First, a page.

Photos from Meenakshi Temple in Madurai.

India in Miniature: Varanasi

Journal entry of visit to Varanasi, spring 2012. (Reblog with more images)

Varanasi is said to be first places on earth where light-bulb of human civilisation lit up. It is contemporary with cities such as Babylon, Niniveh and Thebes. While these civilisations have long since disappeared, Varanasi has been continuously inhabited during all this time, 3-4000 years. Travel guides describe Varanasi as India in miniature. Its good and not so good features, all compressed into one place. Colourful pilgrimages from all around the vast country, worshipping and purifying themselves in the holy river Ganges. But also, herds of tourists, touts, beggars and drug dealers. And not forgetting numerous cows, buffaloes, dogs, monkeys, and other tail-waggers.

March 17 — First day in Varanasi has been incredible, the place overwhelms even after several months in India and its hard to spare superlatives describing it. After dusty sweaty day; dusk surrounds the river, old town, ghats (washing and purification platforms), and all the life that goes on. As orange disk descends behind the buildings, sparrows race lower air, haze blurs the purplish horizon. Another day in the eternal city has come to an end, night ceremonies are awaiting to be started.

My night train from Siliguri (at foothill of Himalayas and Darjeeling) arrived well ahead of schedule. I was lucky to wake up around 1.15am when train motion stopped. Stepped outside my cabin to ask how many stations still to go for Varanasi, and thats actually where my train was standing! A miracle that didn’t forget anything in my cabin, while rushing out of train half asleep and unprepared. Finding accommodation at that time is another story, waiting morning at the station simply wasn’t an option. Local travelers had already camped the floor space, benches and everything. I was also surrounded by hotel touts and tuk-tuk driveres that seem to wait in the station at all hours. Circling around the station for a while, finally gave up to one of drivers who took me to hostel owned by his pal. Anyway, even just one day here, easy to see this is going to be one of highlights of my trip! @ Varanasi


OMG.

March 21 — Varanasi is an ancient maze of buildings, labyrinth of corridors, usually not more than 2-meters wide, full of people, scooters, cows, dogs, chicken, monkeys… After leaving the river front, it can reveal nice surprises like restaurants and shops. Knowing that river is never far away helps with fear of getting lost. Found a nice restaurant that serves personal South Indian favorite, Masala Dosa. Here in North its not so common, been missing it!

Varanasi is for Hindus what Mecca is for Muslims. Legends say it was found by Shiva, supreme God of Hinduism. One should visit least once in a lifetime, and to die here, will release a devout Hindu from the cycle of rebirth. Funerals are taking place in two cremation ghats by the river. Body of deceased and his/her relatives arrive to funeral from all around India. Carrying bodies (wrapped in cloth) to cremation site is yet another surprise unaware traveller can come across here. When cremation fires have burned, ashes are spread to Ganges. Not everyone needs purifying fire in their funeral though. Bodies of children and pregnant women are considered pure and can be buried to river without cremation! Praying and purifying rituals are ongoing by the river throughout the day, but main event is the sunrise around 6-7am.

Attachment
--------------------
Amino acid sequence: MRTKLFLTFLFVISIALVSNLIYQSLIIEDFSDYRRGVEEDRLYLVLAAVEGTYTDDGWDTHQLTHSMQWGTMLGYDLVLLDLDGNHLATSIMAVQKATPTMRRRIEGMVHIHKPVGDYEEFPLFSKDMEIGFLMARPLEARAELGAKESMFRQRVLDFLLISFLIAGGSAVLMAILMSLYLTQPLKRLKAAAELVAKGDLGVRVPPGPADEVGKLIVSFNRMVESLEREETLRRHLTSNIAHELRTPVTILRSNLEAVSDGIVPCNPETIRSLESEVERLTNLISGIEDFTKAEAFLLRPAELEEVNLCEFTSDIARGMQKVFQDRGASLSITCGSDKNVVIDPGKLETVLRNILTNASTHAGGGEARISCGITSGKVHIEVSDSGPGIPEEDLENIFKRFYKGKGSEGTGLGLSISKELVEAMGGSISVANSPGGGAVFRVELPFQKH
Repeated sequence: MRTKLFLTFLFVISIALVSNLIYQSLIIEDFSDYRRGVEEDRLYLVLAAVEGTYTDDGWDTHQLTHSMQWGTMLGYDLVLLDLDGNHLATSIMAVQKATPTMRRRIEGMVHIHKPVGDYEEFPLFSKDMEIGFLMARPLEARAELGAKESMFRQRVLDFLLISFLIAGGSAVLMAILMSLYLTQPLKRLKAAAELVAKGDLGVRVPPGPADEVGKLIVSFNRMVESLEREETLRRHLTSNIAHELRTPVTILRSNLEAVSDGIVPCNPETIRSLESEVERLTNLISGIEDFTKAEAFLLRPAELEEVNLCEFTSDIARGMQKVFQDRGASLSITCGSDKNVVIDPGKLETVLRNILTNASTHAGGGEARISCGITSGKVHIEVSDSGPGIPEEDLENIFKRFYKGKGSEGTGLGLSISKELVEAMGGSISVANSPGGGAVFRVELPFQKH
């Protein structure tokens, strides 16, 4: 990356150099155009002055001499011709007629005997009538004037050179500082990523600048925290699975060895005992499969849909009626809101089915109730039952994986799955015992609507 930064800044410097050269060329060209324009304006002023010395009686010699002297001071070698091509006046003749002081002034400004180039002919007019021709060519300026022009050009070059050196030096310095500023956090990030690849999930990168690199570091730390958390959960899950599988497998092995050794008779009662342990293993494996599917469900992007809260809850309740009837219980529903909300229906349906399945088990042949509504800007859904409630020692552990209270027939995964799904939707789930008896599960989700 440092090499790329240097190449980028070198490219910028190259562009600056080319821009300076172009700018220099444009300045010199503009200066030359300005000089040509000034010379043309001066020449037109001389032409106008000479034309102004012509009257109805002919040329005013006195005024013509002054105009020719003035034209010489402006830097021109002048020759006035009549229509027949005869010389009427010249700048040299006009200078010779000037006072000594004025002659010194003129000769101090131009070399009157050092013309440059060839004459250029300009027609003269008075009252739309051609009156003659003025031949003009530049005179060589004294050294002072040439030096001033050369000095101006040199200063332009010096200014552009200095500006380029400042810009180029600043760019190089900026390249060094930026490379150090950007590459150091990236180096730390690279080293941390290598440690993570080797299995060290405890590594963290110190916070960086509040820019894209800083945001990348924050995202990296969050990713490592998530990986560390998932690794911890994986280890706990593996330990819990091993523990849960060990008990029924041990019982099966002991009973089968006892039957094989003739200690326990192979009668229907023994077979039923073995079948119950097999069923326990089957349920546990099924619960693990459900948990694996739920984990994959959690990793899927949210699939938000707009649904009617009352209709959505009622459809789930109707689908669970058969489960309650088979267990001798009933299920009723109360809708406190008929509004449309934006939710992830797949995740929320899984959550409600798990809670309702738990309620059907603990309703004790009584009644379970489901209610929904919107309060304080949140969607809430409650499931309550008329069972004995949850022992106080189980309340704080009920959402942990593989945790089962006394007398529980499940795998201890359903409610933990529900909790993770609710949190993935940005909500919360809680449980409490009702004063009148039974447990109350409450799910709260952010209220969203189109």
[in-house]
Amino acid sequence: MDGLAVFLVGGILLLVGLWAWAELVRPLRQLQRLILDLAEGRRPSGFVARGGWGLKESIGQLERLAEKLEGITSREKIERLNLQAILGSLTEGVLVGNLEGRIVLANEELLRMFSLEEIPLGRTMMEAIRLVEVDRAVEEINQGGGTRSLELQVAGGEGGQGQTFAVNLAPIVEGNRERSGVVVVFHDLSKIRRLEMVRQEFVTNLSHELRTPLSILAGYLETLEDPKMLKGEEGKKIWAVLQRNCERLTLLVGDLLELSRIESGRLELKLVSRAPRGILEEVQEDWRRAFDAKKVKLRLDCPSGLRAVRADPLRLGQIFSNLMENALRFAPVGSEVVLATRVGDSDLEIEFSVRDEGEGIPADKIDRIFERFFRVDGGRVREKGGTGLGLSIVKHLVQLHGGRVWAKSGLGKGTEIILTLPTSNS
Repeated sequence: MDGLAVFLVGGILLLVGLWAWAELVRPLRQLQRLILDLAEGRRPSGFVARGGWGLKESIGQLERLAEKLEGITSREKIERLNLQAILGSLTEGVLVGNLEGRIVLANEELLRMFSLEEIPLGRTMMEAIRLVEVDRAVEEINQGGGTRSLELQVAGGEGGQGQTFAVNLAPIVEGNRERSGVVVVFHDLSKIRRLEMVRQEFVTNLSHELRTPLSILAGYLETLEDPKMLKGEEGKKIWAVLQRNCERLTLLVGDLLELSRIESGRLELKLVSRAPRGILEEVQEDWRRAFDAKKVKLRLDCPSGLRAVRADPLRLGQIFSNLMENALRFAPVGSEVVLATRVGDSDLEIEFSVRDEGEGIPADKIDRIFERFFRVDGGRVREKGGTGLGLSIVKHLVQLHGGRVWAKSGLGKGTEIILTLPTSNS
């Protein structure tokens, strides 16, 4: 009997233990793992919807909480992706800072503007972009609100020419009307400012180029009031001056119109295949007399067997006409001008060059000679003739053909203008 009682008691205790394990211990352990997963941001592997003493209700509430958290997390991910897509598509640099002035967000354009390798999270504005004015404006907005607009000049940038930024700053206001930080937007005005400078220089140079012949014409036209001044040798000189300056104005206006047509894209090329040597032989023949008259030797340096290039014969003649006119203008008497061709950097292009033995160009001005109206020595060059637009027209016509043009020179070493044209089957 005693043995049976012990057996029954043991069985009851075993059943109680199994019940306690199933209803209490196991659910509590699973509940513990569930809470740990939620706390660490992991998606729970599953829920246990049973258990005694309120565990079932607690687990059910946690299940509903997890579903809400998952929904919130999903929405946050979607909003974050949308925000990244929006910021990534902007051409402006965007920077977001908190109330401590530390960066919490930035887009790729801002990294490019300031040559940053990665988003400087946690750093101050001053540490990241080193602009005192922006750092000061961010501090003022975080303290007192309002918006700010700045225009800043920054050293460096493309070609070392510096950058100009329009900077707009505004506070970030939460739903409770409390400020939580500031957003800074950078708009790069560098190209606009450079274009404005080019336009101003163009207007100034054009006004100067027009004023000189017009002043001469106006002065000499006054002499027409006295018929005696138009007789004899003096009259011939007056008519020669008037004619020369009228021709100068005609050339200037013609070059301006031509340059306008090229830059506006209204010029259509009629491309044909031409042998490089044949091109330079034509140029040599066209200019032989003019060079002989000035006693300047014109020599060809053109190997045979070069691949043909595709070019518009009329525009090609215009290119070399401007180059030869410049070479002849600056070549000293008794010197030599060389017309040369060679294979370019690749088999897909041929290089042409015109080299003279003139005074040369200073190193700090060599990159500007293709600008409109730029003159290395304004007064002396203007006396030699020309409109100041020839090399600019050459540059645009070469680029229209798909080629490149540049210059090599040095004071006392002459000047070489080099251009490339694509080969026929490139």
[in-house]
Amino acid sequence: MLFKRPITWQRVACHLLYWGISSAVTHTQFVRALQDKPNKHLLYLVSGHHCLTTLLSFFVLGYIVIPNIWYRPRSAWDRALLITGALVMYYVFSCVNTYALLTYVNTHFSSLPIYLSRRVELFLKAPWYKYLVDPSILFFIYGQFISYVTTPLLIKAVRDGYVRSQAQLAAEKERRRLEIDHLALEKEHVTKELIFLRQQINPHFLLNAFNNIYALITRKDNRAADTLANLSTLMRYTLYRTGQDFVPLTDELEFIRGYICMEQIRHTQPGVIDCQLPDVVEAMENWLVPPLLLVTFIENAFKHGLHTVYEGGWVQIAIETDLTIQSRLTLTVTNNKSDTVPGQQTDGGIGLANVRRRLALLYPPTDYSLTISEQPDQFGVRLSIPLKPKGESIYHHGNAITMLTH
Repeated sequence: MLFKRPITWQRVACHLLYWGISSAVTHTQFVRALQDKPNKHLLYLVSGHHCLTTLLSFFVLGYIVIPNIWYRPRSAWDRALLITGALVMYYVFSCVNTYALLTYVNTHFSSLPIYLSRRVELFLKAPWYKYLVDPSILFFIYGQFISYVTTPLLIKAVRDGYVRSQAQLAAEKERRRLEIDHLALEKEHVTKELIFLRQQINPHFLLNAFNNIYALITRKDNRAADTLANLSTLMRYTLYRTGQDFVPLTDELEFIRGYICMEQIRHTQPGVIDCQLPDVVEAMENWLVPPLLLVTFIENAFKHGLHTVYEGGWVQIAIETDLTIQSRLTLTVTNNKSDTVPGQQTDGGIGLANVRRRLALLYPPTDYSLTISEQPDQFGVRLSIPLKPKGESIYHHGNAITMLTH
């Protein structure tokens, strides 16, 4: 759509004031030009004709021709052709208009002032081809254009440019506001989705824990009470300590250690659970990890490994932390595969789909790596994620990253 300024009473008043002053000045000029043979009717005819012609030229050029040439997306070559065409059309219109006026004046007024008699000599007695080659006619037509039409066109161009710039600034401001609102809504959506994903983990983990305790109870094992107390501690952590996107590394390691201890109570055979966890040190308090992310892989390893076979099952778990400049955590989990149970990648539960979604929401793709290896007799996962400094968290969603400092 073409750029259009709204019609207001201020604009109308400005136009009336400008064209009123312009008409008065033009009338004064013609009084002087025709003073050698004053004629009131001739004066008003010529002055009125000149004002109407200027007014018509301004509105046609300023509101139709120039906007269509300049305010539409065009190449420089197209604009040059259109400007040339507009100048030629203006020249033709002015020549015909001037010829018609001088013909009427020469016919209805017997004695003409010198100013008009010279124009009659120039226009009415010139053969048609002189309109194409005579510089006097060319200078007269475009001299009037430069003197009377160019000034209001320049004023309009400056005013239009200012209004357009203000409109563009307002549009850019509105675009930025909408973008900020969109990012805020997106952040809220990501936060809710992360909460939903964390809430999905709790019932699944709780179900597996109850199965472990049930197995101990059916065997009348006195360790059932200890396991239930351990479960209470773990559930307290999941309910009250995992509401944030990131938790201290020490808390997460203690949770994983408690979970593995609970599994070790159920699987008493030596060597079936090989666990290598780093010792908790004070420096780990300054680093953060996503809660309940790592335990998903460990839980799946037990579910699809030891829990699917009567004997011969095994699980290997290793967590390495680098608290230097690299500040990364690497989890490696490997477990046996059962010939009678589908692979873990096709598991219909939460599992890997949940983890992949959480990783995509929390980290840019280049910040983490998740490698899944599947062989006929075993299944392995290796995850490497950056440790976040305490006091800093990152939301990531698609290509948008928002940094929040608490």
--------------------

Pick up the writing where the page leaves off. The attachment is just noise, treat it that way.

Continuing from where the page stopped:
Ganges water isn’t warm, noticed it last night when washing my feet and sandal after stepping in a darkness to a “mine” dropped by a passing cow. This morning, woke up at early to see sunrise, and while walking to ghats, cheerful young dog joined me. Spotting nice view by the river, left my camera bag on ground and started taking photos. When finished, saw my camera bag was promptly “marked”, and dog disappeared. So another wash at the cool waters was needed. Hindu’s consider every drop of Ganges holy. Pilgrimers fill bottles from the river before starting journey back home. Saw often people washing themselves, including washing their teeth in it. @ Varanasi


Prayer rituals at night time are spectacle of their own.


Ganges makes a long curve, and ghats are situated so that pilgrims face directly towards east where sun is coming at morning. Its easy to see why location was chosen for the prayer site all those millennias ago.

Rajasthan — India’s West

Visiting Golden and Blue City in Thar Desert, spring 2012. (Reblog with more images and information)

April 8 — Rajasthan sun is merciless. Hot dry breath of wind blows over the dunes and through the ancient desert town. Am in India’s western border. Jaisalmer used to be trade post between east and west, until sea trade replaced camel caravans. After independence and partitioning of India, 1947, Indian-Pakistani border closed much of the regional trade as well. Name Golden City comes from yellow sand stone that is building material for majority of buildings.


Jaisalmer Fort.

My guesthouse arrange camel safaris to the desert. Decided to go with a traveling pal I met in the train. Seemed then like a great idea then. Now am wondering how on earth am going to survive, when even the shade of town seems too much. After washing, clothes are dry after two hours of hanging. @ Jaisalmer


Visit to desert.

April 10 — Back from desert! Air is exhausting from 9am to 5pm and temperature hangs over and under 40 Celsius. At evening winds get cooler and night air is almost chilling. I slept outside in open desert. Its exhilarating feeling, lying in bed and gazing up to bottomless silent night sky. Stars shine as bright as they possibly can. All sounds are natures own: camel munching grass, fire rattling in campfire, night bird cocooing somewhere in darkness. At first its hard to catch a sleep, but eventually the inevitable happens… @ Jaisalmer